Catholic Church will 'not easily surrender' its role in education
THE CATHOLIC Church will not “easily surrender its long-established role in education”, retired Church of Ireland Archdeacon of Dublin Gordon Linney has said.
And while he agreed reform in education was needed, it should not be “on terms dictated by a secular agenda represented to be inclusive when it is not”.
He accused the Department of Education of taking “revenge” on his church by cutting back on funding for Protestant schools and contrasted this with the generous 2002 indemnity deal the department concluded with 18 Catholic religious congregations which ran institutions for children investigated by the Ryan commission.
He also said that since publication of the Ryan and Murphy reports last year “Church of Ireland clergy have been abused on the streets of Dublin”.
Writing in the latest issue of the Church of Ireland periodical Catalysthe said that, prompted by the Ryan and Murphy reports, some now advocated “a takeover by the State of church schools and the creation of a one-model-fits-all secular system”.
He pointed out “those who advocate more State control, however, ignore the fact that the State was heavily implicated in the cover-up of [child] abuse although the politicians are skilfully avoiding scrutiny of their role”.
The problem, however, “was not church control or church-owned schools but a shortage of school places which arose from the failure of the State to plan for the future especially in developing areas around our towns and cities”, he said.
Any proposals to alter current educational structures raises concerns for minority churches and other faith communities about how and if they are to be provided for into the future. “There is a real danger that we could end up with a secular State system on the one hand – probably underfunded – and a Catholic system on the other with little in between for minorities,” he said.
“Experience teaches that this country still has a problem respecting the rich diversity and interests of its entire people,” he said. “People generally don’t realise how overbearing the characterisation of Ireland as a Catholic country is for those of a different tradition. Minorities must remain alert to ensure that their identity, their culture and values are not neglected or forgotten.”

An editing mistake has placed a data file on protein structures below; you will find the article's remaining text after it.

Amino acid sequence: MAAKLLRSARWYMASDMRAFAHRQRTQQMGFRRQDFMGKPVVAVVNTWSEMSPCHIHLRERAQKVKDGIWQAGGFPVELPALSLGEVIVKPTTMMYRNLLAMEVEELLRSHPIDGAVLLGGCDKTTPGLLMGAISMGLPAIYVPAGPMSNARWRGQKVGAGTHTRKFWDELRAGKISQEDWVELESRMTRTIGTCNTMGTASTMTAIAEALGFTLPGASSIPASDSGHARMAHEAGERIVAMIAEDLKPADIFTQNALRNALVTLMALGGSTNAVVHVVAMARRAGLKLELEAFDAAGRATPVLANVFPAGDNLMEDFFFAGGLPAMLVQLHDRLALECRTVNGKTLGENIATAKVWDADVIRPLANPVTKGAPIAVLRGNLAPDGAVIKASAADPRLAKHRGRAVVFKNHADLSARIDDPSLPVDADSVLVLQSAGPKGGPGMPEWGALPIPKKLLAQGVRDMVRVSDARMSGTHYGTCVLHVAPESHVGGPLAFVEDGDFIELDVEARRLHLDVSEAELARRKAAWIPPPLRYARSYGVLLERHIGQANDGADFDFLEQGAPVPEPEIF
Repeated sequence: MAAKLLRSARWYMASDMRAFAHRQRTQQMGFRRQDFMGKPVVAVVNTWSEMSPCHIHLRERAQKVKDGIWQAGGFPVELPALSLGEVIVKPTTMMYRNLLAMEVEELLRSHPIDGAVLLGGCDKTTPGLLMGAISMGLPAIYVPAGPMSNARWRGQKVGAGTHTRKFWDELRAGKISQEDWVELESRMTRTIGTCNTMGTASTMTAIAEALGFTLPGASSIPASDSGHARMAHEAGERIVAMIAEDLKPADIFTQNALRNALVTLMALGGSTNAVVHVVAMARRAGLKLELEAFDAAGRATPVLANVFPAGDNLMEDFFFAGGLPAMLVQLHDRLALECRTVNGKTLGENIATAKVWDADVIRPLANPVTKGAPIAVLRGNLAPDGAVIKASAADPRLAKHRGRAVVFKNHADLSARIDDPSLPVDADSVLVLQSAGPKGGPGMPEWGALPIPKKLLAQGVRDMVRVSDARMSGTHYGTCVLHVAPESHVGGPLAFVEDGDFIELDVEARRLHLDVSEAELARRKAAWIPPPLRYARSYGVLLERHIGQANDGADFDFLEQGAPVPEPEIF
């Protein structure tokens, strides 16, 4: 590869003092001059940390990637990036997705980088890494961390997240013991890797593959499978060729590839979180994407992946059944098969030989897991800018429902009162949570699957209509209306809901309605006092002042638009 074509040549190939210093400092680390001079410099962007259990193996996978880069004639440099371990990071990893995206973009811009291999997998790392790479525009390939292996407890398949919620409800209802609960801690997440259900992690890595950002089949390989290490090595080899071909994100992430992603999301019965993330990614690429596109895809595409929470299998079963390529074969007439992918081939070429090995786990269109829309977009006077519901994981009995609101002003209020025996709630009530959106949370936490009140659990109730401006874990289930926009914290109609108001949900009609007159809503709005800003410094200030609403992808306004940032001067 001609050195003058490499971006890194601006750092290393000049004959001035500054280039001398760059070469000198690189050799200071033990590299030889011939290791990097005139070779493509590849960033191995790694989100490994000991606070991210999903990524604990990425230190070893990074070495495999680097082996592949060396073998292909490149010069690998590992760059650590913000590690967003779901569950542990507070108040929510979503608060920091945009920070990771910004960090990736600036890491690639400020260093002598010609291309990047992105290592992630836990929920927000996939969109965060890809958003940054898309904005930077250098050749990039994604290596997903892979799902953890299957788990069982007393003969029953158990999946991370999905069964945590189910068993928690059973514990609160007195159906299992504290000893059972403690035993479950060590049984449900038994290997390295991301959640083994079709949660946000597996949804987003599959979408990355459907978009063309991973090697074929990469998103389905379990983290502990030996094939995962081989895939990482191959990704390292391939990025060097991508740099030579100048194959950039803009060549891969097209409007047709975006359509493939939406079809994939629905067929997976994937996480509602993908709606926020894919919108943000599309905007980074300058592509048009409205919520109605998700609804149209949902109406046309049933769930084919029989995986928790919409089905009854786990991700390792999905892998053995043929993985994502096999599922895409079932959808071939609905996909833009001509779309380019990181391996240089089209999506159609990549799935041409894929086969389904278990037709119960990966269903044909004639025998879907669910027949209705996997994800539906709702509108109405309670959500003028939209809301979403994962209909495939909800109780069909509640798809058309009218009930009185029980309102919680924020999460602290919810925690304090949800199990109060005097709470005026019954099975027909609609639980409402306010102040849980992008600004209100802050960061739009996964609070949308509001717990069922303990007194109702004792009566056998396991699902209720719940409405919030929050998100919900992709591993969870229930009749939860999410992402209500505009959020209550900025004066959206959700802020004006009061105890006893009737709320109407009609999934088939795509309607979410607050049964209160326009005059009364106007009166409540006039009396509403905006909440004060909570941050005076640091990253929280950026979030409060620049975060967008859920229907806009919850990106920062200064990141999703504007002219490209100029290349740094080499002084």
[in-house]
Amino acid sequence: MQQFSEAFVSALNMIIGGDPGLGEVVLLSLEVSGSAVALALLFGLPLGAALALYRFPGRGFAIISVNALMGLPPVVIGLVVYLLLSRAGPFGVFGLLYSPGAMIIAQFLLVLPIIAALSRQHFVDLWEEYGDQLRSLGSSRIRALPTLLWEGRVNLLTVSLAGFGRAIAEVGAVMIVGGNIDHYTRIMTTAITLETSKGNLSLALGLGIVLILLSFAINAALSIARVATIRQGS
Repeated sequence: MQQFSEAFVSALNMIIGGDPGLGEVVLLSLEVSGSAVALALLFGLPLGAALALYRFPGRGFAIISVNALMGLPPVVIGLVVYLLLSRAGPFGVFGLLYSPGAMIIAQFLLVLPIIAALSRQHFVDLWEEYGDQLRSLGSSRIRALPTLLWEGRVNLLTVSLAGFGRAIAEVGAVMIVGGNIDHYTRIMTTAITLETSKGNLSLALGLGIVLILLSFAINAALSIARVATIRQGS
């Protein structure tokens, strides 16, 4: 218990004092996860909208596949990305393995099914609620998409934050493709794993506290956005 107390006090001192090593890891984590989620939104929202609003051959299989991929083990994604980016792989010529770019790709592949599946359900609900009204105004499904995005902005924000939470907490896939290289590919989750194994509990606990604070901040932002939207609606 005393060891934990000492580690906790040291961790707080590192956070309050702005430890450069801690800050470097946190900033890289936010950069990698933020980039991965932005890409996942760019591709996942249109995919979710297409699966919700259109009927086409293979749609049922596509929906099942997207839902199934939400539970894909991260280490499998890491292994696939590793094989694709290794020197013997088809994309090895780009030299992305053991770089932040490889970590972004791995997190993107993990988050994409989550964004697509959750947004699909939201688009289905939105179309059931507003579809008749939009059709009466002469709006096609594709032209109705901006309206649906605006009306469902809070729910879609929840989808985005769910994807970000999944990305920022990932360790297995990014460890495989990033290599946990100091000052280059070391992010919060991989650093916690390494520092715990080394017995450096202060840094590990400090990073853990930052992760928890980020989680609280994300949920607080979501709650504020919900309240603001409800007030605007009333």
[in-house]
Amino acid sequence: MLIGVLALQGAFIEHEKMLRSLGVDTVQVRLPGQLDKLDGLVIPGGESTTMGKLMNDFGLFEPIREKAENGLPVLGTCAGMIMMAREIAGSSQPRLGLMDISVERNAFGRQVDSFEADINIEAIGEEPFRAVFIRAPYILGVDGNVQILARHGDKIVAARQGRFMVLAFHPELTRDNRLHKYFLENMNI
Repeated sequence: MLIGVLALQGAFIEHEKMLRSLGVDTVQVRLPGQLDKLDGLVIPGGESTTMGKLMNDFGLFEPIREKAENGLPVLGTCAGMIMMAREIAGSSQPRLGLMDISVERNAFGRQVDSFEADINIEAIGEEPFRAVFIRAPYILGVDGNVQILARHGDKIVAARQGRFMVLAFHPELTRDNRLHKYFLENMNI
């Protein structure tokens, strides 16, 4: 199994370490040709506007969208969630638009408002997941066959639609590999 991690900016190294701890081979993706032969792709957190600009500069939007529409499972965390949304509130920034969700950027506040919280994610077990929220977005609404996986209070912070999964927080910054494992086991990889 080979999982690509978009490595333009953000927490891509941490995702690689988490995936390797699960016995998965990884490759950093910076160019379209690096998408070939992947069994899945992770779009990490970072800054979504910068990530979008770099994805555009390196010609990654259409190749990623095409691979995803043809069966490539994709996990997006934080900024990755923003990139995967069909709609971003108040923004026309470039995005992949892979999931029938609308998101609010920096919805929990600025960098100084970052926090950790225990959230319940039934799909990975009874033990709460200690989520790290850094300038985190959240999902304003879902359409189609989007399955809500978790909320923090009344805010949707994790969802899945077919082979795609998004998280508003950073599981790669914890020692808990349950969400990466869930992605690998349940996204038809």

He recalled that in the budget of October 2008 the Government “singled out the Protestant secondary schools for severe financial cuts” and the withdrawal of other vital educational supports without warning and with immediate effect.
“It was seen by many Protestants as revenge by the Department of Education for a High Court action taken against them by the schools some time earlier,” he said.
He contrasted the cutbacks with concern the department had shown 18 Catholic religious congregations which ran institutions investigated by the Ryan commission and with which it concluded the controversial 2002 indemnity deal that also helped protect the congregations from risk arising from child abuse claims.
“The initial saving to the State of the budget cutbacks to the Protestant schools was less than €3 million. The cost of the bailout for the Roman Catholic orders is already well in excess of €1 billion and likely to rise.”
He said it gave rise to questions about the extent to which the political establishment and State agencies sustain the “special position” of the Catholic Church once enshrined in the Constitution.
The credibility of all churches had “been damaged and the integrity of clergy and religious brought into question” by the Ryan and Murphy reports, he said, while “some Church of Ireland clergy have been abused on the streets of Dublin”.